In 2009, at the end of March, U.S. President Obama had been in office for just two months. The euphoria about his election was still palpable. The break with George W. Bush’s politics, with its symbols and rhetoric, couldn’t happen quickly enough. Already, at the end of March, Secretary of State Hillary Clinton declared the end of Bush’s rhetorical battle cry of the “war on terror.”
With the attack on the Boston Marathon, the “war on terror” is now returning. Not politically — Obama remained true to Bush’s predetermined strategy, anyway. The bombs that went off at a public athletic event were the first terror attack in the U.S. since Sept. 11, 2001, when Islamists steered hijacked passenger planes into the twin towers of the World Trade Center and into the Pentagon.
Terror in his own country: This is a new situation for Obama. And even if the number of casualties this time is nowhere near the proportions of 9/11 — then around 3,000 people died — the psychological impact is enormous.
At the same time, whoever lies behind the cowardly attack remains unknown. Along with radical Islamists, extreme forces within the U.S. itself that have declared war on the political system of the country also come into question. The prospect that the terrorists could be acting out of a conviction of defending original American values is probably a far more terrible alternative for American citizens than Islamist, and therefore somehow “foreign,” terrorists.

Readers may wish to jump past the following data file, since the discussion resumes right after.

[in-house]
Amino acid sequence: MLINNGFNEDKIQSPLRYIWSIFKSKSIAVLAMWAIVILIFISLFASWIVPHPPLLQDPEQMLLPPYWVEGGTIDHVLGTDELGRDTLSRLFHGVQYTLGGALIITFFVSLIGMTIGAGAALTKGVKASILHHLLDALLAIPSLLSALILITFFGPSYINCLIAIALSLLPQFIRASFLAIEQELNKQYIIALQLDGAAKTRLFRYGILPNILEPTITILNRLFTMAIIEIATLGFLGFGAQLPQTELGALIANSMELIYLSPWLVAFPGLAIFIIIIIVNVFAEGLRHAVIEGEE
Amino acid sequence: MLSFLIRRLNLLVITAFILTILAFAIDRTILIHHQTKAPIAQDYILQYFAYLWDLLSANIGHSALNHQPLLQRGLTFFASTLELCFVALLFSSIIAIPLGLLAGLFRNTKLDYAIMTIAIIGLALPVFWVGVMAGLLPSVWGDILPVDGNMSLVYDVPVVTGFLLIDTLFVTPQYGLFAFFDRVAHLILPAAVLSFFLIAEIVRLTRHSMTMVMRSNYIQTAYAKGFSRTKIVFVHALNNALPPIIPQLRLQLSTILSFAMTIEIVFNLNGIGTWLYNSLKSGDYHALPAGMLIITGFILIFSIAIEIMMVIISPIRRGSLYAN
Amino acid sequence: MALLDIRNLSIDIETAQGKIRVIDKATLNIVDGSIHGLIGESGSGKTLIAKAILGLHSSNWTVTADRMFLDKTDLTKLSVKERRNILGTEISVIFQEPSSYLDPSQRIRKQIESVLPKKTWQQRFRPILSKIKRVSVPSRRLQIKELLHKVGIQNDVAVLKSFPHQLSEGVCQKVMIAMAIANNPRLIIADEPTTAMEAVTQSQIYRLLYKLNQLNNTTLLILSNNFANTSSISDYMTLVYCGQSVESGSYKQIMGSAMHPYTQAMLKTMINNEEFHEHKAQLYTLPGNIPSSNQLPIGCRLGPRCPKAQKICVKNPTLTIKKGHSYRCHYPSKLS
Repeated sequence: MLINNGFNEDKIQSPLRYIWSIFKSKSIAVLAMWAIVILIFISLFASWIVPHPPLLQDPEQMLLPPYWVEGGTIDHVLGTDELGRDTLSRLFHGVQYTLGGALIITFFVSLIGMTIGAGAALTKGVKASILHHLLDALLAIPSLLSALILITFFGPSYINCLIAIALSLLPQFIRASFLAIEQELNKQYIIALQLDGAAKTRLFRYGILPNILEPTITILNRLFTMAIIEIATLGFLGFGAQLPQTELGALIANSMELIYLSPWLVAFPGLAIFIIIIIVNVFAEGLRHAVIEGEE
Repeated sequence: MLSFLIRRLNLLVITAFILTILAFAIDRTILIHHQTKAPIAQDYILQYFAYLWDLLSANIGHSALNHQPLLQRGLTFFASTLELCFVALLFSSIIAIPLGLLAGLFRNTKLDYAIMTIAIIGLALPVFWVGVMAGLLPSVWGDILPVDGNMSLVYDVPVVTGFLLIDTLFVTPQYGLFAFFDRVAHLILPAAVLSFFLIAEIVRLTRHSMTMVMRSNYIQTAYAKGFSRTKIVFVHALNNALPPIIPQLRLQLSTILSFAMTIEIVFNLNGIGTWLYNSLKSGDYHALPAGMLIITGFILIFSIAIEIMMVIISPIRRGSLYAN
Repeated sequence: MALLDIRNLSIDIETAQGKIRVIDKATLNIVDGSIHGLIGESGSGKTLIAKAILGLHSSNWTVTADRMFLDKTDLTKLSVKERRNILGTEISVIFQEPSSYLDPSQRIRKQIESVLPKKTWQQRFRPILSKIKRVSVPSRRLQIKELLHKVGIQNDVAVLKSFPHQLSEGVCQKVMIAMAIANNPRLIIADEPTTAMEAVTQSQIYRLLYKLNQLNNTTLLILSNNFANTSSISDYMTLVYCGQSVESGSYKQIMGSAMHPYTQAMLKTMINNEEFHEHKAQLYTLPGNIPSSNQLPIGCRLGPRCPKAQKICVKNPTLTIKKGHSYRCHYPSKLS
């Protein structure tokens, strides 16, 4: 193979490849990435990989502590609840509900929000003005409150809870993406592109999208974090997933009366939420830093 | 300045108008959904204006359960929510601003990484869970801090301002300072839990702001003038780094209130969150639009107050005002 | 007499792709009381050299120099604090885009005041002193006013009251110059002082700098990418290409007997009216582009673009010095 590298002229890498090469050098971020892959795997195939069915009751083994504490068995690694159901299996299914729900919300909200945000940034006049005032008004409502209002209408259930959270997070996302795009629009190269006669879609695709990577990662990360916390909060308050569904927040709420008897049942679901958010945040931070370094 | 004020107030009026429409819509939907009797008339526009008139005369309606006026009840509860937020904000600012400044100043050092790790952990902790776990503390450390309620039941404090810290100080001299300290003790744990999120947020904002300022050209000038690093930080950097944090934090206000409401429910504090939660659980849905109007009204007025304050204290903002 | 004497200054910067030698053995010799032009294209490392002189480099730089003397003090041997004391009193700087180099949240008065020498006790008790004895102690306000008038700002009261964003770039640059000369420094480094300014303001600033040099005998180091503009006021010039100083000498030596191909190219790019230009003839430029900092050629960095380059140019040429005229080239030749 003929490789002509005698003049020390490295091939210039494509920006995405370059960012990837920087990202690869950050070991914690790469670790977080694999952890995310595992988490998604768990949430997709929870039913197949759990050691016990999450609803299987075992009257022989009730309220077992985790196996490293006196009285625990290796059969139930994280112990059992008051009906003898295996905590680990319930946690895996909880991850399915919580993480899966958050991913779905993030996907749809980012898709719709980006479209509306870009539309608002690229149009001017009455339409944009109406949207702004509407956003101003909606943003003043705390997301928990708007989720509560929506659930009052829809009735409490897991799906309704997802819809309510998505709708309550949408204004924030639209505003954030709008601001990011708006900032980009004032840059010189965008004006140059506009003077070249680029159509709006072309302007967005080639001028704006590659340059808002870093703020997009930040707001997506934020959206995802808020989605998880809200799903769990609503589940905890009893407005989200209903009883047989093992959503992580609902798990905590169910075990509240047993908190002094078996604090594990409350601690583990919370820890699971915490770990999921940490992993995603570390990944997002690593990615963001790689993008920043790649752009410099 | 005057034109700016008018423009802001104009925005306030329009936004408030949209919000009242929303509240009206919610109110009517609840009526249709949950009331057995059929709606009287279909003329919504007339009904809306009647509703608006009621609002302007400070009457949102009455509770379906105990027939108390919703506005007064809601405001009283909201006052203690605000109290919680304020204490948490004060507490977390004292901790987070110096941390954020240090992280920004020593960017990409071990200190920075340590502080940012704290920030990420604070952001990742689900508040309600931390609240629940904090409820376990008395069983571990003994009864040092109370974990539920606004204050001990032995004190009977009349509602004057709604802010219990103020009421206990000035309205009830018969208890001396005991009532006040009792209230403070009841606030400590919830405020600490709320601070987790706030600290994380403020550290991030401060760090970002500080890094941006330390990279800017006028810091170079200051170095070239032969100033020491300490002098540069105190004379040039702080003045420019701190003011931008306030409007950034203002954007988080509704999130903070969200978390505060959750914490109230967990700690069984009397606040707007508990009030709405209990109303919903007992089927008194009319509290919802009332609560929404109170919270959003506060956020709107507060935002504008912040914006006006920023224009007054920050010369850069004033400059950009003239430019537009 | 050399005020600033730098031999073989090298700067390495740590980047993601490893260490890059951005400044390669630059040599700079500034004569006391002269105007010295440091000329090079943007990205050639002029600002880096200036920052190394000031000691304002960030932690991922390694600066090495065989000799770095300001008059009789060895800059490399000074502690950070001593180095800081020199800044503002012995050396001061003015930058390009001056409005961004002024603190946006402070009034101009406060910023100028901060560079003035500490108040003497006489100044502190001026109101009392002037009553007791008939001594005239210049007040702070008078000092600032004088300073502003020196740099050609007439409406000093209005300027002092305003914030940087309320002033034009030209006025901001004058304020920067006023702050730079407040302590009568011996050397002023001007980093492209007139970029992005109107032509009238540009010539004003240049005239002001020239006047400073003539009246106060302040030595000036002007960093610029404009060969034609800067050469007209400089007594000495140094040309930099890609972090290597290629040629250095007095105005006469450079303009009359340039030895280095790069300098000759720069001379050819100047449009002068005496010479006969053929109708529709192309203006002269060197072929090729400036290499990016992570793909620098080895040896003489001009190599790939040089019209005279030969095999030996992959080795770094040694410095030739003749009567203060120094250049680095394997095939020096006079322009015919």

Although the political climate may have further radicalized since Obama’s election, terror from within is by no means new. Anarchist Ted Kaczynski, who lived as a hermit in the woods for years, sent sixteen letter bombs between 1978 and 1995 that cost three people their lives; 168 people died in the attack on a government building in Oklahoma City in 1995 by extreme right wingers connected to veteran Timothy McVeigh.
Attacks cannot be prevented by stricter entry requirements and data collection about airline passengers. Instead, the sad truth is: In a free society, there is no absolute security against individuals determined to act. The decisive question is: How much freedom are we ready to give up voluntarily for greater security?